Ancient Roman Puls

1) This is farro, an type of wheat. It is a 'softer' wheat grain than the bread wheat commonly used today. It is better for keeping whole and boiling than for grinding and using as flour compared to harder bread wheats.
2) I will describe the simplest possible way to make this today, and will go though different variations in later posts. For today, mix one part farro with two parts water in a pot and bring to a boil. Then, reduce to a simmer and cook until the liquid is absorbed and/or the farro has a nice al dente texture. If need be, add more water. For a more soupy farro dish, use a 3 or 4 to 1 ratio of water to farro. Here it is cooking.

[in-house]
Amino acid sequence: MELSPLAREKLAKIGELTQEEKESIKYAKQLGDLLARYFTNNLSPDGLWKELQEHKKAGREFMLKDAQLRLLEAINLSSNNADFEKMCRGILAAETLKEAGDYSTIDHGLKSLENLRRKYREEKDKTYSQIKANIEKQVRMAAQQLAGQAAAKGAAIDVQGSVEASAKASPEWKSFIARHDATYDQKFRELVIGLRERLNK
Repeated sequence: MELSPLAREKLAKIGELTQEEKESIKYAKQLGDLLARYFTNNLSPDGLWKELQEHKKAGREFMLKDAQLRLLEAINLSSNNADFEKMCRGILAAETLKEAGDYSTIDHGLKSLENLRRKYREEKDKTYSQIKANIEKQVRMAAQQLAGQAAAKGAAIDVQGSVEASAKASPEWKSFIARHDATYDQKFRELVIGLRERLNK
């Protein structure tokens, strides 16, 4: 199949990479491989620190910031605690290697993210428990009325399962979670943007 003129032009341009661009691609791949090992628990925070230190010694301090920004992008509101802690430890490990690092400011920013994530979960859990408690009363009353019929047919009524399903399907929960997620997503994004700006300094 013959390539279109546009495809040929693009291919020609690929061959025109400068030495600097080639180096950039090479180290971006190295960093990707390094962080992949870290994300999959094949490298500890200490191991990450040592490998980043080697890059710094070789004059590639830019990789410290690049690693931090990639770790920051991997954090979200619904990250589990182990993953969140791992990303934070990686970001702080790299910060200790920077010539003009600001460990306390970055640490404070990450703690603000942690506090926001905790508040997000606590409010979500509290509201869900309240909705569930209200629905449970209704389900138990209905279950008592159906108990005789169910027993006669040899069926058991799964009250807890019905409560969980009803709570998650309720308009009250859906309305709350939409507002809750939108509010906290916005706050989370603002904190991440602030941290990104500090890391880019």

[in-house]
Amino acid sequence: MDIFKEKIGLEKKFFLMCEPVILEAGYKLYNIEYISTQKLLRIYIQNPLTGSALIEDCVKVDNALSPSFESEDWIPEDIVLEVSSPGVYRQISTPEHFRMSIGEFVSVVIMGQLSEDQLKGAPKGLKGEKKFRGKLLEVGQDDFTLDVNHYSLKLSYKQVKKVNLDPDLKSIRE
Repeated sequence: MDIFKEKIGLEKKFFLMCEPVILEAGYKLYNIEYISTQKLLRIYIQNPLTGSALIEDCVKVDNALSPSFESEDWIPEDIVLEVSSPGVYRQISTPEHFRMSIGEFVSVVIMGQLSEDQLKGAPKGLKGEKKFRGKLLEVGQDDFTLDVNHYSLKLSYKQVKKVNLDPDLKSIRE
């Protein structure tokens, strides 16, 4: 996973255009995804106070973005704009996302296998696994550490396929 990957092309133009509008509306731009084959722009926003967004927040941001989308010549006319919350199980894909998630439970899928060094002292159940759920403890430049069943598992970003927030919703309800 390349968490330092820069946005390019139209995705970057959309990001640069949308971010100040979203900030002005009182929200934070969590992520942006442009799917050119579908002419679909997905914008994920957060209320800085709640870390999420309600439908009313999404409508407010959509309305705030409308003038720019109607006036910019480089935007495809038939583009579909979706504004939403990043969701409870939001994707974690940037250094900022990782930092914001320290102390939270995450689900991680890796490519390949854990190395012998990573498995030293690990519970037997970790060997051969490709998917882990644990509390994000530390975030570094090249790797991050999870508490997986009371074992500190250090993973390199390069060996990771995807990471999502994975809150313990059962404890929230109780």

and here it is finished
Add some salt and it is a delicious dish! There are many ways to cook this, but this is the simplest and I believe the most common in the ancient world. And, delicious!

Now, lets look at the example of this dish I have discovered just today in Rome! My friend Daira eats for breakfast every morning a bowl of coffee and milk with toasted wheat grain cereal in it!
A bowl of cooked wheat in liquid! Just a few steps away from the ancient world here, today in Rome! So, you should eat some farro and maybe even this bizarro colazione! Enjoy!

Wednesday, June 8, 2011


Today we look at one of the cuts from a pig that does not get normally eaten in the United States but does get eaten in Rome, both ancient Rome and modern Rome. Gianciale is a cut of meat taken from the jowl of a pig. Here is a picture: